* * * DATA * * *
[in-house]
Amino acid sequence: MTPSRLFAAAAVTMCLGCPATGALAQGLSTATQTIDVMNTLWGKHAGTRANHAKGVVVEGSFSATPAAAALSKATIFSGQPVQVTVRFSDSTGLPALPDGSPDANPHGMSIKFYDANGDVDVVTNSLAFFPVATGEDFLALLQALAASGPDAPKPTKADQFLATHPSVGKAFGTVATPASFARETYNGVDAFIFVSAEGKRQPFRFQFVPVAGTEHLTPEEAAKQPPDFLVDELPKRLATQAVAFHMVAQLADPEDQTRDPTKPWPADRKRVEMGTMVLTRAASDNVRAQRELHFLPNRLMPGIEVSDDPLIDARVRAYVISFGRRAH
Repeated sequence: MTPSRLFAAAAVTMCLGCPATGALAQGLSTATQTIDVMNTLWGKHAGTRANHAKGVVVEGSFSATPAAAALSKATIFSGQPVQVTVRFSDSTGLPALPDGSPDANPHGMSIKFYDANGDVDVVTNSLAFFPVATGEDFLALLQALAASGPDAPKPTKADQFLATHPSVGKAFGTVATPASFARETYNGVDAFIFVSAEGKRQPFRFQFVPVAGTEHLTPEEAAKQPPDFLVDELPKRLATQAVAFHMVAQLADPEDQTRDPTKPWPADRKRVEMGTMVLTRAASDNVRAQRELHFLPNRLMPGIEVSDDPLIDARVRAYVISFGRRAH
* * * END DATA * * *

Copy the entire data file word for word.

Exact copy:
[in-house]
Amino acid sequence: MTPSRLFAAAAVTMCLGCPATGALAQGLSTATQTIDVMNTLWGKHAGTRANHAKGVVVEGSFSATPAAAALSKATIFSGQPVQVTVRFSDSTGLPALPDGSPDANPHGMSIKFYDANGDVDVVTNSLAFFPVATGEDFLALLQALAASGPDAPKPTKADQFLATHPSVGKAFGTVATPASFARETYNGVDAFIFVSAEGKRQPFRFQFVPVAGTEHLTPEEAAKQPPDFLVDELPKRLATQAVAFHMVAQLADPEDQTRDPTKPWPADRKRVEMGTMVLTRAASDNVRAQRELHFLPNRLMPGIEVSDDPLIDARVRAYVISFGRRAH
Repeated sequence: MTPSRLFAAAAVTMCLGCPATGALAQGLSTATQTIDVMNTLWGKHAGTRANHAKGVVVEGSFSATPAAAALSKATIFSGQPVQVTVRFSDSTGLPALPDGSPDANPHGMSIKFYDANGDVDVVTNSLAFFPVATGEDFLALLQALAASGPDAPKPTKADQFLATHPSVGKAFGTVATPASFARETYNGVDAFIFVSAEGKRQPFRFQFVPVAGTEHLTPEEAAKQPPDFLVDELPKRLATQAVAFHMVAQLADPEDQTRDPTKPWPADRKRVEMGTMVLTRAASDNVRAQRELHFLPNRLMPGIEVSDDPLIDARVRAYVISFGRRAH